A Pap smear is a simple, standard test that screens for cervical cancer. It checks both for cancerous and precancerous cells growing on the cervix. The test is recommended to many women because it’s accurate. The test is called a “Pap smear” after the doctor who first demonstrated that it was a reliable way to screen women for cervical cancer, Dr. Georgios Papanikolaou.
If a Pap smear comes back abnormal, a medical provider may request additional HPV testing. This additional testing can further help identify whether the human papillomavirus (HPV) is present and what the risk of cervical cancer is.
HPV is an extremely common sexually transmitted infection. HPV can cause changes in the cervix that lead to cancer, although it doesn’t always. A gynecologist can help determine a woman’s risk of developing cervical cancer if she has HPV.
All sexually active women should see a medical provider for a Pap smear and, if necessary, additional HPV testing. Because HPV is so common, it’s important to be screened regularly. Women can talk with their provider to determine precisely how frequently they should have a Pap smear.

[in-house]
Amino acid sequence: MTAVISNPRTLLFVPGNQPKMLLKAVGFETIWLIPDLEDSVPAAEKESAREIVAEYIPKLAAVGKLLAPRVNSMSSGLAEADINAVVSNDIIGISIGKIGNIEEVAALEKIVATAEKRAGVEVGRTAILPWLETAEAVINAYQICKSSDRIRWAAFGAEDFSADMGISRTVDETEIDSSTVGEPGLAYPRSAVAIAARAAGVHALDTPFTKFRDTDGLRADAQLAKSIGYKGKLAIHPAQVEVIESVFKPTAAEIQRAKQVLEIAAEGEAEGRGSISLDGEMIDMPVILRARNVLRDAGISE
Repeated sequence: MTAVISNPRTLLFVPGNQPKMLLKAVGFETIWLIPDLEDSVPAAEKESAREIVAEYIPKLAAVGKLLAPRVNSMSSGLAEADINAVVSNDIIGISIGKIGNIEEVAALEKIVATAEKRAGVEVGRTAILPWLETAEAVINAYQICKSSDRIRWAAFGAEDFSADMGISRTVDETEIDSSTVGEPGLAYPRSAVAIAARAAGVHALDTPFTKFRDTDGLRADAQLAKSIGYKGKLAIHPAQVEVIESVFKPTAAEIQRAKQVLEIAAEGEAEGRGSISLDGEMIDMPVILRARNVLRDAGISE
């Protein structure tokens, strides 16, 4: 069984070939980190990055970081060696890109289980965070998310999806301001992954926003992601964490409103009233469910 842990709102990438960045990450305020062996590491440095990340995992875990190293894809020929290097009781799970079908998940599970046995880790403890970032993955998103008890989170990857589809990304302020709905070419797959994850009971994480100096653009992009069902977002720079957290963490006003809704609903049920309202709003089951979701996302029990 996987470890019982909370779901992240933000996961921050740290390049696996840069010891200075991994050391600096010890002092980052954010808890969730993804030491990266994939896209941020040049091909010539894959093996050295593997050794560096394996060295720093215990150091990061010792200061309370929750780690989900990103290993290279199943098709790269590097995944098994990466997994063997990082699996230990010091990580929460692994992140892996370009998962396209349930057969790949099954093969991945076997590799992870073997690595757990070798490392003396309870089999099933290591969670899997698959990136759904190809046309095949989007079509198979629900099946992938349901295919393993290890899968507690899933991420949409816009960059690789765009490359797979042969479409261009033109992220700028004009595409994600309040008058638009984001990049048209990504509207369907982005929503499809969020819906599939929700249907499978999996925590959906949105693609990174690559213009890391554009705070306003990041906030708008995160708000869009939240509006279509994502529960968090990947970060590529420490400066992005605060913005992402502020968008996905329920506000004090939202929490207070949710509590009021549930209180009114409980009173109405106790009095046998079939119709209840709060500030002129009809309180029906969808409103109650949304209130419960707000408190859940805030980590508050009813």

Women who aren’t sexually active may also want to have a Pap smear to ensure they aren’t at risk of cervical cancer and don’t have HPV. Some providers even include a Pap smear as a standard part of their gynecological exams for all women.
When deciding who to see for a Pap smear and possible additional HPV testing, women should look for an OB/GYN or gynecologist who is board-certified and a fellow of the American Congress of Obstetricians and Gynecologists. OB/GYNs and gynecologists specialize in health issues related to women’s reproductive systems and are highly qualified to administer Pap smears and test for HPV.
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